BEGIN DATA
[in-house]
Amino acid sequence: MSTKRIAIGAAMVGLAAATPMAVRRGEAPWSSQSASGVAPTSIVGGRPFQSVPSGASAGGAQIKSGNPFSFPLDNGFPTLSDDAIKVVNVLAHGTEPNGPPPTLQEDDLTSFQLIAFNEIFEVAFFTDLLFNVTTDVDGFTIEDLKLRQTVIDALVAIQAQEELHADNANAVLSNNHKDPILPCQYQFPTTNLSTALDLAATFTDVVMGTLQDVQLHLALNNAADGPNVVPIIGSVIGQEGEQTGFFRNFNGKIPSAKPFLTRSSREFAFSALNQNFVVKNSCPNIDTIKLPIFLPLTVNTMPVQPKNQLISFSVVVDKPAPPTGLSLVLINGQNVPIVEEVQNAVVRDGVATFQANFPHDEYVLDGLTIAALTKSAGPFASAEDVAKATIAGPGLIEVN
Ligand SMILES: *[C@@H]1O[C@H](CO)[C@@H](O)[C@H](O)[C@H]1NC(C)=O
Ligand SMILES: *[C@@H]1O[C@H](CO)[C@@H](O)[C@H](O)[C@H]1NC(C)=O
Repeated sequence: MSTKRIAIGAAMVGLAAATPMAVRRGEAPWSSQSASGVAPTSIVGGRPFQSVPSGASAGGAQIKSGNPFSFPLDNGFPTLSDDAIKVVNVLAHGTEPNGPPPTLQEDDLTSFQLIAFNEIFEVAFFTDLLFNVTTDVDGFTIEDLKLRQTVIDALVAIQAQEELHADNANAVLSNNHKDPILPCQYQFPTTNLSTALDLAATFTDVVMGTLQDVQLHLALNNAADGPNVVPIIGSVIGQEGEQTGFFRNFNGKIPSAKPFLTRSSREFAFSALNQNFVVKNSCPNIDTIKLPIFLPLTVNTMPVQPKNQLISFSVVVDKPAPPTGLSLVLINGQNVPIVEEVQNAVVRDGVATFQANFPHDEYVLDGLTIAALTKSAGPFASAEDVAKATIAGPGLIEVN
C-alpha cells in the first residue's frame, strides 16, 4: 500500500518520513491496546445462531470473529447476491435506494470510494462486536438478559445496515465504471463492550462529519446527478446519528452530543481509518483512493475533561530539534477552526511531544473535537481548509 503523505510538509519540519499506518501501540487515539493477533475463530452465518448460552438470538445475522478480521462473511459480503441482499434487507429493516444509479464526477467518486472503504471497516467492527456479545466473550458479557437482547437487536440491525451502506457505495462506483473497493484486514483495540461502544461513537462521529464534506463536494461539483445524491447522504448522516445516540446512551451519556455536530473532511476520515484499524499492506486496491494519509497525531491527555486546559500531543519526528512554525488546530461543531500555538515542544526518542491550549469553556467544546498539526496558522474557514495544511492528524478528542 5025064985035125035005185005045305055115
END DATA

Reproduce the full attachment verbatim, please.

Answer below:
[in-house]
Amino acid sequence: MSTKRIAIGAAMVGLAAATPMAVRRGEAPWSSQSASGVAPTSIVGGRPFQSVPSGASAGGAQIKSGNPFSFPLDNGFPTLSDDAIKVVNVLAHGTEPNGPPPTLQEDDLTSFQLIAFNEIFEVAFFTDLLFNVTTDVDGFTIEDLKLRQTVIDALVAIQAQEELHADNANAVLSNNHKDPILPCQYQFPTTNLSTALDLAATFTDVVMGTLQDVQLHLALNNAADGPNVVPIIGSVIGQEGEQTGFFRNFNGKIPSAKPFLTRSSREFAFSALNQNFVVKNSCPNIDTIKLPIFLPLTVNTMPVQPKNQLISFSVVVDKPAPPTGLSLVLINGQNVPIVEEVQNAVVRDGVATFQANFPHDEYVLDGLTIAALTKSAGPFASAEDVAKATIAGPGLIEVN
Ligand SMILES: *[C@@H]1O[C@H](CO)[C@@H](O)[C@H](O)[C@H]1NC(C)=O
Ligand SMILES: *[C@@H]1O[C@H](CO)[C@@H](O)[C@H](O)[C@H]1NC(C)=O
Repeated sequence: MSTKRIAIGAAMVGLAAATPMAVRRGEAPWSSQSASGVAPTSIVGGRPFQSVPSGASAGGAQIKSGNPFSFPLDNGFPTLSDDAIKVVNVLAHGTEPNGPPPTLQEDDLTSFQLIAFNEIFEVAFFTDLLFNVTTDVDGFTIEDLKLRQTVIDALVAIQAQEELHADNANAVLSNNHKDPILPCQYQFPTTNLSTALDLAATFTDVVMGTLQDVQLHLALNNAADGPNVVPIIGSVIGQEGEQTGFFRNFNGKIPSAKPFLTRSSREFAFSALNQNFVVKNSCPNIDTIKLPIFLPLTVNTMPVQPKNQLISFSVVVDKPAPPTGLSLVLINGQNVPIVEEVQNAVVRDGVATFQANFPHDEYVLDGLTIAALTKSAGPFASAEDVAKATIAGPGLIEVN
C-alpha cells in the first residue's frame, strides 16, 4: 500500500518520513491496546445462531470473529447476491435506494470510494462486536438478559445496515465504471463492550462529519446527478446519528452530543481509518483512493475533561530539534477552526511531544473535537481548509 503523505510538509519540519499506518501501540487515539493477533475463530452465518448460552438470538445475522478480521462473511459480503441482499434487507429493516444509479464526477467518486472503504471497516467492527456479545466473550458479557437482547437487536440491525451502506457505495462506483473497493484486514483495540461502544461513537462521529464534506463536494461539483445524491447522504448522516445516540446512551451519556455536530473532511476520515484499524499492506486496491494519509497525531491527555486546559500531543519526528512554525488546530461543531500555538515542544526518542491550549469553556467544546498539526496558522474557514495544511492528524478528542 5025064985035125035005185005045305055115